This pastrami sandwich is distinctive in other ways, too. It’s tendered on a hero roll tapered to a point at both ends made at the LES’s Pain D’Avignon. In addition to the usual grainy mustard, the sandwich is also plied with a sauerkraut-like julienne of cured cukes and finished with a few fronds of fresh dill. These extras don’t so much alter as showcase the salty and smoky savor of the meat. Instantly, this is one of the best pastrami sandwiches in town. Like its only local competitor, Katz’s, the meat is hand sliced and thick, and the grease drips off it as the deli man packs the sandwich with perhaps a slice or two more than you actually need. The sandwich is like a hybrid between Jewish deli and Texas ‘cue.
Smoked Eel ($16) — "I get these eels from a fisherman in Connecticut," the deli man told me, "and we keep them live in a tank until we smoke ‘em." The eel is a single broad flaky plank, lacquered with what appears to be a maple syrup cure. The roll, which has been squished in a panini press before being used, is first spread with lots of butter, then the eel goes on, then the kale kimchi, then a grating of fresh horseradish, and finally a yellow dressing that tastes a little like mayo, a little like mustard, and a little sweet. This head-scratching list of components is no clue to how the finished sandwich tastes. A better indication is how fast you’ll wolf it down.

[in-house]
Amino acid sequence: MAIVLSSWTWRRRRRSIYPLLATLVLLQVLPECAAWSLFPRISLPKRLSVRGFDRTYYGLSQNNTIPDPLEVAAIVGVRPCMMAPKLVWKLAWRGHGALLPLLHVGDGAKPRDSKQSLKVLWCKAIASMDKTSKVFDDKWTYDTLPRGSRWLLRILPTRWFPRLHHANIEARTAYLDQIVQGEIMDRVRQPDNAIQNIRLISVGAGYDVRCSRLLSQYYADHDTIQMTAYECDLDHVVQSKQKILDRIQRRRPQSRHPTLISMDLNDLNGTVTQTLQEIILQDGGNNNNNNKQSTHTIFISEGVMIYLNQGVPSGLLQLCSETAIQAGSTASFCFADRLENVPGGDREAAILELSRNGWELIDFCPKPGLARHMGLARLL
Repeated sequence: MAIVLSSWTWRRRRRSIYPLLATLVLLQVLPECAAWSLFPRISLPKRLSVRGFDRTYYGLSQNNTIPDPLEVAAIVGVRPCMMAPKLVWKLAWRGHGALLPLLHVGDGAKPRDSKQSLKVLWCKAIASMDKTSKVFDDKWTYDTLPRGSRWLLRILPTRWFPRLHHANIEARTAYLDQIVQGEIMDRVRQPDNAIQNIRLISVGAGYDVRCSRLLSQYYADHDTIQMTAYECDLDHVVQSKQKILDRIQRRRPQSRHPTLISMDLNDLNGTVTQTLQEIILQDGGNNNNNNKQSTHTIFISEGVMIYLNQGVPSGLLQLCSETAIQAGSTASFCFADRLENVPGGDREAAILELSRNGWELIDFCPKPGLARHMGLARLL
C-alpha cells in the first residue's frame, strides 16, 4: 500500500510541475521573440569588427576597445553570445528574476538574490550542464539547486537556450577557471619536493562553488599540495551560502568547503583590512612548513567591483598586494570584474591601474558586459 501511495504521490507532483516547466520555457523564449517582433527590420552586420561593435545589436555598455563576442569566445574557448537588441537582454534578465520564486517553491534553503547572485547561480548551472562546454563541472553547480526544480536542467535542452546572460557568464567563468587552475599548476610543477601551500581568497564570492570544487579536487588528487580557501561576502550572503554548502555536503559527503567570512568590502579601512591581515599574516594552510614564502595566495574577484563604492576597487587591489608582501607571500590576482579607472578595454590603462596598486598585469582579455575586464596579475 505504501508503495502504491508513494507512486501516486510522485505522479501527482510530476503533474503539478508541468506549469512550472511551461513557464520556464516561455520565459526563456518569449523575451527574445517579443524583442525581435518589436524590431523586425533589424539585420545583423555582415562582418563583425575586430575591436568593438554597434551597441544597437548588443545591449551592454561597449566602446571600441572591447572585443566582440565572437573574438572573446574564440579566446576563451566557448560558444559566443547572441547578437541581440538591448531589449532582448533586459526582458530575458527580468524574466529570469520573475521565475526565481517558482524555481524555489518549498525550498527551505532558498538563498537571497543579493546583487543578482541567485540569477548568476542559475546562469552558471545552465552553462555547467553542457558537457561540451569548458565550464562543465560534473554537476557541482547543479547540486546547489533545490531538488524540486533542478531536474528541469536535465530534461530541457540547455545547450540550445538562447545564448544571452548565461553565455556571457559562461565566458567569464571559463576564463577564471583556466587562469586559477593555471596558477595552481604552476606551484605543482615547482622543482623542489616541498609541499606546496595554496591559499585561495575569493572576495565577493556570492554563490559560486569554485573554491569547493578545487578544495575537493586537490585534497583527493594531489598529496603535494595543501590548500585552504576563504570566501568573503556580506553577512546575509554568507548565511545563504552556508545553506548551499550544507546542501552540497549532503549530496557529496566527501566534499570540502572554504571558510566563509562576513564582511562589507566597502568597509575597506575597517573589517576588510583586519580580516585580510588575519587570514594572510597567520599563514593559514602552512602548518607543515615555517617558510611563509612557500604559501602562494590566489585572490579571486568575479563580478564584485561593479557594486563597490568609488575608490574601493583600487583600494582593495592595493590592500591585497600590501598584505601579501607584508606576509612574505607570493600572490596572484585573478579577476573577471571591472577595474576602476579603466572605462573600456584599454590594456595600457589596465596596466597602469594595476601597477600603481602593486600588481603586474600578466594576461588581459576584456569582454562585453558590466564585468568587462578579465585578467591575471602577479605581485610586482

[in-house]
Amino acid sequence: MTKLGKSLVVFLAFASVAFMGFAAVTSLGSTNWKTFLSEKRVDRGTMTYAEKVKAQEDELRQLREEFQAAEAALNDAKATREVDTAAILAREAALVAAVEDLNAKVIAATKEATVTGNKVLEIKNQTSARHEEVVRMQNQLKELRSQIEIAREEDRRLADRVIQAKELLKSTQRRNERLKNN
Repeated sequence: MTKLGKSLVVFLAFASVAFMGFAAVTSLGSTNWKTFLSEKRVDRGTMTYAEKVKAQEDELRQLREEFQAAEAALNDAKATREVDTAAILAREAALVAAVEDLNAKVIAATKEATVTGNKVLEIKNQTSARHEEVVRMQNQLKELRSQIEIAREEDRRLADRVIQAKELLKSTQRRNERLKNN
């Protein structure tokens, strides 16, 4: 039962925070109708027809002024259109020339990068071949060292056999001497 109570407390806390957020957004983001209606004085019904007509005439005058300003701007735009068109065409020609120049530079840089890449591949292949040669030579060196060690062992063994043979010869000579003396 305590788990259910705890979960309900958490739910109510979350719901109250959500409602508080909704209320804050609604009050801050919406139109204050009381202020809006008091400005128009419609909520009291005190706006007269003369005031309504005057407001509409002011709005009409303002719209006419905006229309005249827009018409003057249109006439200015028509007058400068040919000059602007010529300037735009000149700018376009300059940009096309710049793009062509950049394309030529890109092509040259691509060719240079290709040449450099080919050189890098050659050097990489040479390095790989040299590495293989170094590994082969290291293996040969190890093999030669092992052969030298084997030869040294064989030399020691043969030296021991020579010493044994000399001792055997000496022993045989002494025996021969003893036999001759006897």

Blue Fish Salad ($13) — If you like tuna salad, you’ll love blue fish salad. This oily and oft-denigrated local fish is smoked, of course, at Harry & Ida’s, placing it in Russ & Daughter’s territory, then mixed with a modest amount of dressing and formed into a huge quenelle, which is then squished into the bun along with pickled celery and watercress. The smoky edge makes all the difference, and all things considered, this is the most filling sandwich of the bunch — though all are substantial enough to be shared.
Smoked Mushroom ($11) — The cheapest of the sandwiches is also the vegan’s choice and darn good. Two kinds of mushrooms are (wait for it!) smoked and then mixed with something called kelp mint pesto, which, one hopes, confers omega fatty acids on the sandwich. Capers add to the flavor in a hidden sort of way (what normal person can detect a caper among those big floppy mushroom caps? It’s like the Princess and the Pea), and watercress is added to balance the color of the finished product, serving no other useful purpose. This sandwich is good enough that I would get it again and again.
Cured Meats ($15) — For the lover of more prosaic sandwiches, this one includes two types of ham, one cured, one smoked... or maybe both smoked, who can tell? And some smoked beef as well, plus a thinnish slice of good fresh mozzarella, like a hero from Fiore House of Quality in Hoboken. This sandwich is for salt and ham lovers, and is the only one on the menu that can be described as a bit dry. Still, you’ll love it more with every bite.
Pastrami Dog ($10) — After eating the brilliant pastrami, I was anxious to also try the dog. Alas, it’s the least interesting thing on the menu. Somehow the smoky pastrami flavor doesn’t make it through the sausage skin, and when you bite into the thing, there’s no headlong rush of flavor. On the positive side, you get two links, garnished with a shiitake kraut and fresh dill. It would be better with conventional sauerkraut and grainy mustard, emphasizing its commonality with other hot dogs around town.